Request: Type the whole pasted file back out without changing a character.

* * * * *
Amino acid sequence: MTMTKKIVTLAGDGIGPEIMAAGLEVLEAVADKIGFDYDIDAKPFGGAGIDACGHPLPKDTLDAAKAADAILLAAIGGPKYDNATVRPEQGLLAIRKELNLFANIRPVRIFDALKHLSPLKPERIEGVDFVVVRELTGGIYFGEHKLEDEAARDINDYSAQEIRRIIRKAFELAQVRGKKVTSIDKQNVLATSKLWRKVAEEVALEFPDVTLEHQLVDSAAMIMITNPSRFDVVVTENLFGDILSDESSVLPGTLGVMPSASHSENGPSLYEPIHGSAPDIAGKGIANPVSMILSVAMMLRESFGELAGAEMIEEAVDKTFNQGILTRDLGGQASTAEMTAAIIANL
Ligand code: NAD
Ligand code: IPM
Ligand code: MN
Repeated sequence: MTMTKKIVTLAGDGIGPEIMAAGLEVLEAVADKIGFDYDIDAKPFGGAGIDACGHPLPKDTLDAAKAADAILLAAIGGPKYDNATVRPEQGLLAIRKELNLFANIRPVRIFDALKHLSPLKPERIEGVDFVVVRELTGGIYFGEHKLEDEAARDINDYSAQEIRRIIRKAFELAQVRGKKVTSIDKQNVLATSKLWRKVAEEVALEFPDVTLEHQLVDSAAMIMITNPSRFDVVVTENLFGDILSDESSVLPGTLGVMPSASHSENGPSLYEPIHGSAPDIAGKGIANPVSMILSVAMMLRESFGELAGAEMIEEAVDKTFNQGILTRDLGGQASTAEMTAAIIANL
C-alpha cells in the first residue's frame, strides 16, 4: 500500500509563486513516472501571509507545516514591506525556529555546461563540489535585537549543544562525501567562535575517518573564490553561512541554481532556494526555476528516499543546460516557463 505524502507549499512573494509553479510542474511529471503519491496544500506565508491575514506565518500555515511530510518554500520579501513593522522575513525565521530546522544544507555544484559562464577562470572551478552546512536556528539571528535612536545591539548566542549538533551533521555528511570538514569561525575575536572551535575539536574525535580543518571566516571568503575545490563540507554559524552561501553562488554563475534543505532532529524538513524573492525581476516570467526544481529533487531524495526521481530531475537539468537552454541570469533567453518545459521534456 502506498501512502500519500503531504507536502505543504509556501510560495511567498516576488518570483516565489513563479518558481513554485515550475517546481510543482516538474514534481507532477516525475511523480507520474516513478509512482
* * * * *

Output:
Amino acid sequence: MTMTKKIVTLAGDGIGPEIMAAGLEVLEAVADKIGFDYDIDAKPFGGAGIDACGHPLPKDTLDAAKAADAILLAAIGGPKYDNATVRPEQGLLAIRKELNLFANIRPVRIFDALKHLSPLKPERIEGVDFVVVRELTGGIYFGEHKLEDEAARDINDYSAQEIRRIIRKAFELAQVRGKKVTSIDKQNVLATSKLWRKVAEEVALEFPDVTLEHQLVDSAAMIMITNPSRFDVVVTENLFGDILSDESSVLPGTLGVMPSASHSENGPSLYEPIHGSAPDIAGKGIANPVSMILSVAMMLRESFGELAGAEMIEEAVDKTFNQGILTRDLGGQASTAEMTAAIIANL
Ligand code: NAD
Ligand code: IPM
Ligand code: MN
Repeated sequence: MTMTKKIVTLAGDGIGPEIMAAGLEVLEAVADKIGFDYDIDAKPFGGAGIDACGHPLPKDTLDAAKAADAILLAAIGGPKYDNATVRPEQGLLAIRKELNLFANIRPVRIFDALKHLSPLKPERIEGVDFVVVRELTGGIYFGEHKLEDEAARDINDYSAQEIRRIIRKAFELAQVRGKKVTSIDKQNVLATSKLWRKVAEEVALEFPDVTLEHQLVDSAAMIMITNPSRFDVVVTENLFGDILSDESSVLPGTLGVMPSASHSENGPSLYEPIHGSAPDIAGKGIANPVSMILSVAMMLRESFGELAGAEMIEEAVDKTFNQGILTRDLGGQASTAEMTAAIIANL
C-alpha cells in the first residue's frame, strides 16, 4: 500500500509563486513516472501571509507545516514591506525556529555546461563540489535585537549543544562525501567562535575517518573564490553561512541554481532556494526555476528516499543546460516557463 505524502507549499512573494509553479510542474511529471503519491496544500506565508491575514506565518500555515511530510518554500520579501513593522522575513525565521530546522544544507555544484559562464577562470572551478552546512536556528539571528535612536545591539548566542549538533551533521555528511570538514569561525575575536572551535575539536574525535580543518571566516571568503575545490563540507554559524552561501553562488554563475534543505532532529524538513524573492525581476516570467526544481529533487531524495526521481530531475537539468537552454541570469533567453518545459521534456 502506498501512502500519500503531504507536502505543504509556501510560495511567498516576488518570483516565489513563479518558481513554485515550475517546481510543482516538474514534481507532477516525475511523480507520474516513478509512482